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'Devs' explores the space between scientific discoveries

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'Devs' explores the space between scientific discoveries
Alex Garland created the new FX series "Devs" streaming exclusively on Hulu. File Photo by Jim Ruymen/UPI | License Photo

LOS ANGELES, March 5 (UPI) -- Ex Machina and Annihilation writer/director Alex Garland created a TV show about a machine that could affect not only the future, but also the past. Devs explores the very real implications of such technology and the company that created it.

"It was about the machine and then trying to imagine the company behind it," Garland told UPI. "In some ways, the whole thing is about the ethics of a machine like that or the consequences of a machine like that."

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In the show, Amaya CEO Forest (Nick Offerman) invites Lily Chan (Sonoya Mizuno) to join his top-secret development ("Devs") team. Lily participates because she believes the company had something to do with her boyfriend's death.

"I think there are ethics in the tech community that are not controlled by our political systems and our government," Mizuno said in a separate interview. "It's a very strange time we're living in now. It's difficult to know who's in control of what."

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Garland keeps specific details about the machine vague in the early episodes. By midway through the eight episodes, the machine's capabilities become more clear as the characters debate its applications.

The time the characters spend processing their discoveries is as important to Garland as the discoveries themselves. Garland said he enjoyed filling the eight episodes of Devs with scenes of the characters processing their discoveries.

"You could do a 10-page scene in a TV show and that's just a 10-page scene," Garland said. "If that's a movie, you've used up 7 percent of the entire movie or more. It's just very liberating."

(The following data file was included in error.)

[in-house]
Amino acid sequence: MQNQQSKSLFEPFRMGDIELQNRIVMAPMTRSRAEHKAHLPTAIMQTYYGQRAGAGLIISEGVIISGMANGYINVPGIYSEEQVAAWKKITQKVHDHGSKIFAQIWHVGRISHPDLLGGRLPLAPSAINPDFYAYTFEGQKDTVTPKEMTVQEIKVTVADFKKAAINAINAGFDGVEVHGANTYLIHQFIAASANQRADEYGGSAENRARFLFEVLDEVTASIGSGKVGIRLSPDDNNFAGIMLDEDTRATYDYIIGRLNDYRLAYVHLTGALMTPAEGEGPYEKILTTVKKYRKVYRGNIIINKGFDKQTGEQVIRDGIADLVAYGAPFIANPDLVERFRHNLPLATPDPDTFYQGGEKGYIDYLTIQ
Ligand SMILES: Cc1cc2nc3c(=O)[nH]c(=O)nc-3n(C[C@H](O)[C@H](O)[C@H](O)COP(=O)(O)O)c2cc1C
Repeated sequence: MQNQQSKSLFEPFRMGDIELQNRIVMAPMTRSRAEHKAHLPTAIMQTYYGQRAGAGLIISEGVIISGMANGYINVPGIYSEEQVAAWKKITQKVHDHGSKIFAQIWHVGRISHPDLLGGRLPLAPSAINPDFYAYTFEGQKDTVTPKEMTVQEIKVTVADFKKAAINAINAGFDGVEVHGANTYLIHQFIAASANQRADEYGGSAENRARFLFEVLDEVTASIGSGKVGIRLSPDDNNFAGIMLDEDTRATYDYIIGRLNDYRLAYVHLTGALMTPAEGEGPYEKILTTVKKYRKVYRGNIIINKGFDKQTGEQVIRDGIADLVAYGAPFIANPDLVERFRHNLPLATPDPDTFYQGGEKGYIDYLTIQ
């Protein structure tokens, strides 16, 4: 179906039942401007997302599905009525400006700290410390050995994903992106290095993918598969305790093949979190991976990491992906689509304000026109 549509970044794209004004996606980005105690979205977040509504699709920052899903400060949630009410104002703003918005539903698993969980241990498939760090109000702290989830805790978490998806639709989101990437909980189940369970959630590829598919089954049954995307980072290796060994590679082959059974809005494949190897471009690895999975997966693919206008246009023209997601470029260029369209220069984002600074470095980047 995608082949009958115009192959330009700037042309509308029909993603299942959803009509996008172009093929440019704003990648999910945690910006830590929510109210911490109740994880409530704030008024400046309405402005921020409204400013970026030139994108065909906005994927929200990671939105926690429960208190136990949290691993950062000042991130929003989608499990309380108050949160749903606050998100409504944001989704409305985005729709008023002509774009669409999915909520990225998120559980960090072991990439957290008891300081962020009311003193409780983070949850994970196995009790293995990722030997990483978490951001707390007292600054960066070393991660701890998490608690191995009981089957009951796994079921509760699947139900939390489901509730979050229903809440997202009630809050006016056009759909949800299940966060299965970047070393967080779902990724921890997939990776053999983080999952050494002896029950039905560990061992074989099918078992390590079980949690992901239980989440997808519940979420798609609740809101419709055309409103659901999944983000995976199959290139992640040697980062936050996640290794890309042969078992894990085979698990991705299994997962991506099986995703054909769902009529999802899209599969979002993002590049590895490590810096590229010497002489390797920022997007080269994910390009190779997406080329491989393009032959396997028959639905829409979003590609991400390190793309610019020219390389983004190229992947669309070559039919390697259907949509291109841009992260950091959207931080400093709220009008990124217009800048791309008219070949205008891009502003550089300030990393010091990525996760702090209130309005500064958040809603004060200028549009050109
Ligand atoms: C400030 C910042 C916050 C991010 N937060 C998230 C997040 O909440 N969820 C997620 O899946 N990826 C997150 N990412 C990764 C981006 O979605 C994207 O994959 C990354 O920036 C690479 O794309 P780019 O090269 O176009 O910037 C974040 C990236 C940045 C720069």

As Chan discovers the true nature of the machine, she views images that vary in clarity. Garland suggested the images become clearer as the Devs fine-tune the machine.

"When we first see the images, they're kind of like TVs in the old days, before they were digital," Garland said. "If you couldn't tune it correctly, you'd get this snowstorm of static. It sort of came from that, in a way."

Chan has enough programming experience to deal with the technology. Mizuno does not and tries to learn enough to be able to perform convincingly.

"I like to understand it to the best of my ability, but I'm not a scientist and I'm not Alex, who has the mind that he has," Mizuno said. "It's reading some books. It's watching some things on YouTube, but at the end of the day, for me it's always about what the character is going through."

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Devs takes place in a somewhat futuristic office. Encased in gold, a floating electromagnetic cube takes programmers to their stations. They can't transfer anything inside or out.

"Depending on the lighting, it would kind of pulsate in a particular way," Mizuno said. "It would look like the walls are breathing. So it was like you were inside this living organism."

Garland said he extrapolated the security protocols from real tech companies.

"One of the things was to do with vacuums because you can always tell if something's passing across a vacuum," Garland said. "So there'd be faraday cages and concrete and no cables and no USB ports, and also sometimes using vacuums around things. I thought that was kind of interesting."

Devs will be the first FX series to launch exclusively on Hulu, with new episodes streaming every Thursday. Garland said FX gave him creative freedom with the show's technology and its characters, unlike anything he'd experienced in film. He added that FX never questioned him.

"FX [never said], 'Oh, that's too complicated, oh, that's too morally ambiguous, oh, that's too unsympathetic,'" Garland said. "In film, there's the cliche: the lead character's not sympathetic enough. I never heard anything like that when I was working on this."

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Chan is the viewer's entree into Amaya, and Forest hired her for her individual way of thinking. Mizuno appreciated how Garland created a character unlike stereotypical women in science fiction.

"Typically, they can be very sexy, glossy, badass, sassy, everyone's best friend," Mizuno said. "Lily was none of those things. She was a real outsider. She didn't participate in groupthink and she did things for her own reasons. That's something I felt like I could relate to."

Devs premieres Thursday on FX on Hulu.

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